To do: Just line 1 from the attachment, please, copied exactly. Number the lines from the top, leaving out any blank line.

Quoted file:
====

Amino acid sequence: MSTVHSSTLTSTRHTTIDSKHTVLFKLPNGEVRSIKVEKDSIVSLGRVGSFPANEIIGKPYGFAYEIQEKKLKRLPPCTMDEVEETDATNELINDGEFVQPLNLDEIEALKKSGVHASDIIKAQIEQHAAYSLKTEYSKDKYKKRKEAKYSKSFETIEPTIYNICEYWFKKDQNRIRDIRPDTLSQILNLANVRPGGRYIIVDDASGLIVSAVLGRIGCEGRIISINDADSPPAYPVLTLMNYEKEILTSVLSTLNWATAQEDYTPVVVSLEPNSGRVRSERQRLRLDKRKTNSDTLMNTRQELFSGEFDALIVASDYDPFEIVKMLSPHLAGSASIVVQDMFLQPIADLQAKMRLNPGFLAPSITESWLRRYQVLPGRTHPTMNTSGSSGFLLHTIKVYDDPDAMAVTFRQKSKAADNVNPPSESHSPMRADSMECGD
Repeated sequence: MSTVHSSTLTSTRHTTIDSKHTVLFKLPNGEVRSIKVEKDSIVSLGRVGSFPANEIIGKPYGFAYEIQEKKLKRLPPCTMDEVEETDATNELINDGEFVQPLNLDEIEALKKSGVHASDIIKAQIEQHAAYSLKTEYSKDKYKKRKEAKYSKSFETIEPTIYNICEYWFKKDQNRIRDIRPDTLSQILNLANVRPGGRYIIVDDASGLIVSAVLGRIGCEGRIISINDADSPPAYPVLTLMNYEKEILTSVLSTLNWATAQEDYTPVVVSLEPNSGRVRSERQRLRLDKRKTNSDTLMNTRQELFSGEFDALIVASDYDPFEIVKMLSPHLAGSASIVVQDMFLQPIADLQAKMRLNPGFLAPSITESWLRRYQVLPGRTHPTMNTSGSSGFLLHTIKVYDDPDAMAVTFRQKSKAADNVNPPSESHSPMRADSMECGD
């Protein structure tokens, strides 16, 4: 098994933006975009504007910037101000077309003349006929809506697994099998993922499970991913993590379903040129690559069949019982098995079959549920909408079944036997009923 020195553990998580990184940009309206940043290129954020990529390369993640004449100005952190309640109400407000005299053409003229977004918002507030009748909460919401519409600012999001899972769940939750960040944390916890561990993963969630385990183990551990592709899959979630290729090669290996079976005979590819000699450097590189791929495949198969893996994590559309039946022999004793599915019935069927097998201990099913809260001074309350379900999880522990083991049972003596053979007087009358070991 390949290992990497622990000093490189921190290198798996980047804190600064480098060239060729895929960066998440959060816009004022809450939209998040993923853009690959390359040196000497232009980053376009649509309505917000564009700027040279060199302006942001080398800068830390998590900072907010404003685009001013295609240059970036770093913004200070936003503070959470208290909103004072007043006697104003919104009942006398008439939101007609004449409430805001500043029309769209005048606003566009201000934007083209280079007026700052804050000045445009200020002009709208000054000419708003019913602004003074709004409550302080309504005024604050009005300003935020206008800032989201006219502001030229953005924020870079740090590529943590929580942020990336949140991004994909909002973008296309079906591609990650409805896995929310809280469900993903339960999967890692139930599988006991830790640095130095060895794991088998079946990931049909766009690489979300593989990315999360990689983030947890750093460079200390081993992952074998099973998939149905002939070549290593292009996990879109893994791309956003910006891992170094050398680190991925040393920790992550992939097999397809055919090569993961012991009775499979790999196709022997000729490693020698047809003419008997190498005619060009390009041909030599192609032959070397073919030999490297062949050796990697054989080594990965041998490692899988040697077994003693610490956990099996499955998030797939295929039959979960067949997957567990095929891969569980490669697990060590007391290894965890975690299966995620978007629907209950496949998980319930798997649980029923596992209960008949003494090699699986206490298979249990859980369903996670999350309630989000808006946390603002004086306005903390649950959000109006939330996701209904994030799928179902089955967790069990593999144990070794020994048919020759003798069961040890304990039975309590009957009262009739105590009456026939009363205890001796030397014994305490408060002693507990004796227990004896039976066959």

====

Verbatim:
Amino acid sequence: MSTVHSSTLTSTRHTTIDSKHTVLFKLPNGEVRSIKVEKDSIVSLGRVGSFPANEIIGKPYGFAYEIQEKKLKRLPPCTMDEVEETDATNELINDGEFVQPLNLDEIEALKKSGVHASDIIKAQIEQHAAYSLKTEYSKDKYKKRKEAKYSKSFETIEPTIYNICEYWFKKDQNRIRDIRPDTLSQILNLANVRPGGRYIIVDDASGLIVSAVLGRIGCEGRIISINDADSPPAYPVLTLMNYEKEILTSVLSTLNWATAQEDYTPVVVSLEPNSGRVRSERQRLRLDKRKTNSDTLMNTRQELFSGEFDALIVASDYDPFEIVKMLSPHLAGSASIVVQDMFLQPIADLQAKMRLNPGFLAPSITESWLRRYQVLPGRTHPTMNTSGSSGFLLHTIKVYDDPDAMAVTFRQKSKAADNVNPPSESHSPMRADSMECGD